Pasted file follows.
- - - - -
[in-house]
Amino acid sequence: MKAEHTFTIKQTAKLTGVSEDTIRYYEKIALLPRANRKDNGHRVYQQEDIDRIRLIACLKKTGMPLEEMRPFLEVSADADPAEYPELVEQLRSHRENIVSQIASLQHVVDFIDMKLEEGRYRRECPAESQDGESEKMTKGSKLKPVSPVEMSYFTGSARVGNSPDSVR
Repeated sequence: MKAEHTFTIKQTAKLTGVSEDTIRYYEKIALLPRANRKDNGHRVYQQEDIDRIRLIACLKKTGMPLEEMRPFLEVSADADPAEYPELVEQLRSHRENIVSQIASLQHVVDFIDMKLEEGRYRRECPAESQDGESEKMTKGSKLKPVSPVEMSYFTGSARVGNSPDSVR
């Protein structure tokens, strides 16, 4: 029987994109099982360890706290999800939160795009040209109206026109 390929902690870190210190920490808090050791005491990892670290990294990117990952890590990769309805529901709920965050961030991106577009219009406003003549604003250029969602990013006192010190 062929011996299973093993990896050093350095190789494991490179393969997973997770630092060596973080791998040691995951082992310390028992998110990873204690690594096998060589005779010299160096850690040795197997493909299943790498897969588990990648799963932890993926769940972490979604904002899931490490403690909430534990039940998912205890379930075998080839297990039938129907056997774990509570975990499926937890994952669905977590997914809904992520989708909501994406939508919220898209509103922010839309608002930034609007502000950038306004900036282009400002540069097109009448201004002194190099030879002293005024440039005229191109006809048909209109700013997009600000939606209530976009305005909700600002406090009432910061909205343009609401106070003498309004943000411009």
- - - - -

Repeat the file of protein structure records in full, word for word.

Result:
[in-house]
Amino acid sequence: MKAEHTFTIKQTAKLTGVSEDTIRYYEKIALLPRANRKDNGHRVYQQEDIDRIRLIACLKKTGMPLEEMRPFLEVSADADPAEYPELVEQLRSHRENIVSQIASLQHVVDFIDMKLEEGRYRRECPAESQDGESEKMTKGSKLKPVSPVEMSYFTGSARVGNSPDSVR
Repeated sequence: MKAEHTFTIKQTAKLTGVSEDTIRYYEKIALLPRANRKDNGHRVYQQEDIDRIRLIACLKKTGMPLEEMRPFLEVSADADPAEYPELVEQLRSHRENIVSQIASLQHVVDFIDMKLEEGRYRRECPAESQDGESEKMTKGSKLKPVSPVEMSYFTGSARVGNSPDSVR
């Protein structure tokens, strides 16, 4: 029987994109099982360890706290999800939160795009040209109206026109 390929902690870190210190920490808090050791005491990892670290990294990117990952890590990769309805529901709920965050961030991106577009219009406003003549604003250029969602990013006192010190 062929011996299973093993990896050093350095190789494991490179393969997973997770630092060596973080791998040691995951082992310390028992998110990873204690690594096998060589005779010299160096850690040795197997493909299943790498897969588990990648799963932890993926769940972490979604904002899931490490403690909430534990039940998912205890379930075998080839297990039938129907056997774990509570975990499926937890994952669905977590997914809904992520989708909501994406939508919220898209509103922010839309608002930034609007502000950038306004900036282009400002540069097109009448201004002194190099030879002293005024440039005229191109006809048909209109700013997009600000939606209530976009305005909700600002406090009432910061909205343009609401106070003498309004943000411009």